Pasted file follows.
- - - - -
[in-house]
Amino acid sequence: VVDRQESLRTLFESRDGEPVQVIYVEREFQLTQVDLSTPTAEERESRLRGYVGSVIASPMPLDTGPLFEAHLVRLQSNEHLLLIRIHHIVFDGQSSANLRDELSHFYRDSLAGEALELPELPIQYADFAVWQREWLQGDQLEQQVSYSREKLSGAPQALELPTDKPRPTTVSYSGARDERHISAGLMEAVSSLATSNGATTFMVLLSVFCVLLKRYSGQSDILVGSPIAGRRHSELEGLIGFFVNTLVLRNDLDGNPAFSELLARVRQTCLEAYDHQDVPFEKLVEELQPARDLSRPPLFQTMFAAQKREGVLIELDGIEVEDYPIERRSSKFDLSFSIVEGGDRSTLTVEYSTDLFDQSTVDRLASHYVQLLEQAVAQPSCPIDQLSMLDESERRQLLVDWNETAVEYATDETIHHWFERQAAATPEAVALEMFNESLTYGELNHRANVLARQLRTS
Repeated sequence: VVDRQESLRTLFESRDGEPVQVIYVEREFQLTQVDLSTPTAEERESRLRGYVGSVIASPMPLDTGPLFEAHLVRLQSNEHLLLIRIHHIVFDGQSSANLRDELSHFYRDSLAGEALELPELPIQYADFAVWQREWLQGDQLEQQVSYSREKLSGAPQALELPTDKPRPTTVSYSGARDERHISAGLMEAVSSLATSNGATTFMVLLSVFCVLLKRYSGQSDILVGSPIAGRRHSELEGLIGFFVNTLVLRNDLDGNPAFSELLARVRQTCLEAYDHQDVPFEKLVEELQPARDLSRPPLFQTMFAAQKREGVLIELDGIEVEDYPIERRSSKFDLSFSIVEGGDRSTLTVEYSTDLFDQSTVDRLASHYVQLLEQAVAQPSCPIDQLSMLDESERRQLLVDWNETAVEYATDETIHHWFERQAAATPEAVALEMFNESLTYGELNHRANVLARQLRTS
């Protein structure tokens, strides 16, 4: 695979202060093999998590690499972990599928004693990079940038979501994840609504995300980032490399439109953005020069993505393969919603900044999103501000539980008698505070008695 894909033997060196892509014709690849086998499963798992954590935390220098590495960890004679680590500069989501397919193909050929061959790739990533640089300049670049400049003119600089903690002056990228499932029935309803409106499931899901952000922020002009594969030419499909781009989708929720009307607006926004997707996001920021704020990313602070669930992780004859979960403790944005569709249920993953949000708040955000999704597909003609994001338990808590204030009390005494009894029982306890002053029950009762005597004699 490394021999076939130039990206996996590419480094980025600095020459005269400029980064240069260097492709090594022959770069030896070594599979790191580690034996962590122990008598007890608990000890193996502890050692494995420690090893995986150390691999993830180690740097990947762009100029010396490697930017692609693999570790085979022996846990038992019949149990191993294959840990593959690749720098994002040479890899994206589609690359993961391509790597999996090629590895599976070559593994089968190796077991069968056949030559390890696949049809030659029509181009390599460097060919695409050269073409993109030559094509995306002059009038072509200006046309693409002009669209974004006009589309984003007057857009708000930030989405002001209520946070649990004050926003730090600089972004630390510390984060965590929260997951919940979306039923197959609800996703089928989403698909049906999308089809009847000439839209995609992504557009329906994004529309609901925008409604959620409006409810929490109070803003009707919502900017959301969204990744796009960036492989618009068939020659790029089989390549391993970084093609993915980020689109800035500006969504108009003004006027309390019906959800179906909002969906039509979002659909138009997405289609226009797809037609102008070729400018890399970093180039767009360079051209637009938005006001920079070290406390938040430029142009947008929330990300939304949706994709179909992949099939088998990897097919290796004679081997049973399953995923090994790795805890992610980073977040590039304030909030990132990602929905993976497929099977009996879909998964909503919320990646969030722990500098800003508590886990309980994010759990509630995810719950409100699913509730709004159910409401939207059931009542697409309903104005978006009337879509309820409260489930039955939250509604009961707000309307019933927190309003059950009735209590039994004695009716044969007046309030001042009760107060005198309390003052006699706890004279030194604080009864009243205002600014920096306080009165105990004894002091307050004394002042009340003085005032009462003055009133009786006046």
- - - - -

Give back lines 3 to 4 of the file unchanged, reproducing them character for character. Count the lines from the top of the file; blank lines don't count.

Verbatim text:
Repeated sequence: VVDRQESLRTLFESRDGEPVQVIYVEREFQLTQVDLSTPTAEERESRLRGYVGSVIASPMPLDTGPLFEAHLVRLQSNEHLLLIRIHHIVFDGQSSANLRDELSHFYRDSLAGEALELPELPIQYADFAVWQREWLQGDQLEQQVSYSREKLSGAPQALELPTDKPRPTTVSYSGARDERHISAGLMEAVSSLATSNGATTFMVLLSVFCVLLKRYSGQSDILVGSPIAGRRHSELEGLIGFFVNTLVLRNDLDGNPAFSELLARVRQTCLEAYDHQDVPFEKLVEELQPARDLSRPPLFQTMFAAQKREGVLIELDGIEVEDYPIERRSSKFDLSFSIVEGGDRSTLTVEYSTDLFDQSTVDRLASHYVQLLEQAVAQPSCPIDQLSMLDESERRQLLVDWNETAVEYATDETIHHWFERQAAATPEAVALEMFNESLTYGELNHRANVLARQLRTS
């Protein structure tokens, strides 16, 4: 695979202060093999998590690499972990599928004693990079940038979501994840609504995300980032490399439109953005020069993505393969919603900044999103501000539980008698505070008695 894909033997060196892509014709690849086998499963798992954590935390220098590495960890004679680590500069989501397919193909050929061959790739990533640089300049670049400049003119600089903690002056990228499932029935309803409106499931899901952000922020002009594969030419499909781009989708929720009307607006926004997707996001920021704020990313602070669930992780004859979960403790944005569709249920993953949000708040955000999704597909003609994001338990808590204030009390005494009894029982306890002053029950009762005597004699 490394021999076939130039990206996996590419480094980025600095020459005269400029980064240069260097492709090594022959770069030896070594599979790191580690034996962590122990008598007890608990000890193996502890050692494995420690090893995986150390691999993830180690740097990947762009100029010396490697930017692609693999570790085979022996846990038992019949149990191993294959840990593959690749720098994002040479890899994206589609690359993961391509790597999996090629590895599976070559593994089968190796077991069968056949030559390890696949049809030659029509181009390599460097060919695409050269073409993109030559094509995306002059009038072509200006046309693409002009669209974004006009589309984003007057857009708000930030989405002001209520946070649990004050926003730090600089972004630390510390984060965590929260997951919940979306039923197959609800996703089928989403698909049906999308089809009847000439839209995609992504557009329906994004529309609901925008409604959620409006409810929490109070803003009707919502900017959301969204990744796009960036492989618009068939020659790029089989390549391993970084093609993915980020689109800035500006969504108009003004006027309390019906959800179906909002969906039509979002659909138009997405289609226009797809037609102008070729400018890399970093180039767009360079051209637009938005006001920079070290406390938040430029142009947008929330990300939304949706994709179909992949099939088998990897097919290796004679081997049973399953995923090994790795805890992610980073977040590039304030909030990132990602929905993976497929099977009996879909998964909503919320990646969030722990500098800003508590886990309980994010759990509630995810719950409100699913509730709004159910409401939207059931009542697409309903104005978006009337879509309820409260489930039955939250509604009961707000309307019933927190309003059950009735209590039994004695009716044969007046309030001042009760107060005198309390003052006699706890004279030194604080009864009243205002600014920096306080009165105990004894002091307050004394002042009340003085005032009462003055009133009786006046």